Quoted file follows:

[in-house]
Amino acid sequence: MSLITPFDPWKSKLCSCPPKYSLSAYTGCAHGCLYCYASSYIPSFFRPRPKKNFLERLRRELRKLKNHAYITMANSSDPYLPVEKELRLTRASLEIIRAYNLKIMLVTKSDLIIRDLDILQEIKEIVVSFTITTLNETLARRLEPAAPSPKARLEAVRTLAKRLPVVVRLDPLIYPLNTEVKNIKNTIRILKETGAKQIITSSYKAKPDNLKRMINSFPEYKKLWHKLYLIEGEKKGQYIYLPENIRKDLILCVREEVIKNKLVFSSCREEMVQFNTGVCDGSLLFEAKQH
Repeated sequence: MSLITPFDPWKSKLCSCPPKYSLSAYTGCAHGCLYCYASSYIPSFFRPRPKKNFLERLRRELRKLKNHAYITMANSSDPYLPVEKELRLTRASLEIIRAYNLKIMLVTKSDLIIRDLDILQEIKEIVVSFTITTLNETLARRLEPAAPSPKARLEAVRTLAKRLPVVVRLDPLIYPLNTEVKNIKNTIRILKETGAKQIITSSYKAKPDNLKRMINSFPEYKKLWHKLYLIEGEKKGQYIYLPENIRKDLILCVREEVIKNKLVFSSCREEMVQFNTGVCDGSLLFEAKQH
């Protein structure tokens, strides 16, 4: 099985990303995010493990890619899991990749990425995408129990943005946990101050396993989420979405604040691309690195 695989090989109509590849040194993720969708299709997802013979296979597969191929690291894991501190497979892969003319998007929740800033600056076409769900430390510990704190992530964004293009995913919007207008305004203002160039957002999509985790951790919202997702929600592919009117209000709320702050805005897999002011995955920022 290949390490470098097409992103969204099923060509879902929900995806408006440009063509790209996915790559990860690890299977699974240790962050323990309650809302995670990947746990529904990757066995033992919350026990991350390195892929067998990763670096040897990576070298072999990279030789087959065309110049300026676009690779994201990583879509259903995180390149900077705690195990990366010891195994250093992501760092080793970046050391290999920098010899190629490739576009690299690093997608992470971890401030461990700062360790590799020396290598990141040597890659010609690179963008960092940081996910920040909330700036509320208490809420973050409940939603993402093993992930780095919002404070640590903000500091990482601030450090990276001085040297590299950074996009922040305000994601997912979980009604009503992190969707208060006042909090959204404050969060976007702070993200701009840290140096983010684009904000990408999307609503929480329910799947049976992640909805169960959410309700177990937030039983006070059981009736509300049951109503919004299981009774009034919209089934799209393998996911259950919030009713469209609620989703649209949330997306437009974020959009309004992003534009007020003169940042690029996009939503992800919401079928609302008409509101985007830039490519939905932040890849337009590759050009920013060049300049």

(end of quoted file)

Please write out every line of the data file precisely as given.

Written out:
[in-house]
Amino acid sequence: MSLITPFDPWKSKLCSCPPKYSLSAYTGCAHGCLYCYASSYIPSFFRPRPKKNFLERLRRELRKLKNHAYITMANSSDPYLPVEKELRLTRASLEIIRAYNLKIMLVTKSDLIIRDLDILQEIKEIVVSFTITTLNETLARRLEPAAPSPKARLEAVRTLAKRLPVVVRLDPLIYPLNTEVKNIKNTIRILKETGAKQIITSSYKAKPDNLKRMINSFPEYKKLWHKLYLIEGEKKGQYIYLPENIRKDLILCVREEVIKNKLVFSSCREEMVQFNTGVCDGSLLFEAKQH
Repeated sequence: MSLITPFDPWKSKLCSCPPKYSLSAYTGCAHGCLYCYASSYIPSFFRPRPKKNFLERLRRELRKLKNHAYITMANSSDPYLPVEKELRLTRASLEIIRAYNLKIMLVTKSDLIIRDLDILQEIKEIVVSFTITTLNETLARRLEPAAPSPKARLEAVRTLAKRLPVVVRLDPLIYPLNTEVKNIKNTIRILKETGAKQIITSSYKAKPDNLKRMINSFPEYKKLWHKLYLIEGEKKGQYIYLPENIRKDLILCVREEVIKNKLVFSSCREEMVQFNTGVCDGSLLFEAKQH
């Protein structure tokens, strides 16, 4: 099985990303995010493990890619899991990749990425995408129990943005946990101050396993989420979405604040691309690195 695989090989109509590849040194993720969708299709997802013979296979597969191929690291894991501190497979892969003319998007929740800033600056076409769900430390510990704190992530964004293009995913919007207008305004203002160039957002999509985790951790919202997702929600592919009117209000709320702050805005897999002011995955920022 290949390490470098097409992103969204099923060509879902929900995806408006440009063509790209996915790559990860690890299977699974240790962050323990309650809302995670990947746990529904990757066995033992919350026990991350390195892929067998990763670096040897990576070298072999990279030789087959065309110049300026676009690779994201990583879509259903995180390149900077705690195990990366010891195994250093992501760092080793970046050391290999920098010899190629490739576009690299690093997608992470971890401030461990700062360790590799020396290598990141040597890659010609690179963008960092940081996910920040909330700036509320208490809420973050409940939603993402093993992930780095919002404070640590903000500091990482601030450090990276001085040297590299950074996009922040305000994601997912979980009604009503992190969707208060006042909090959204404050969060976007702070993200701009840290140096983010684009904000990408999307609503929480329910799947049976992640909805169960959410309700177990937030039983006070059981009736509300049951109503919004299981009774009034919209089934799209393998996911259950919030009713469209609620989703649209949330997306437009974020959009309004992003534009007020003169940042690029996009939503992800919401079928609302008409509101985007830039490519939905932040890849337009590759050009920013060049300049």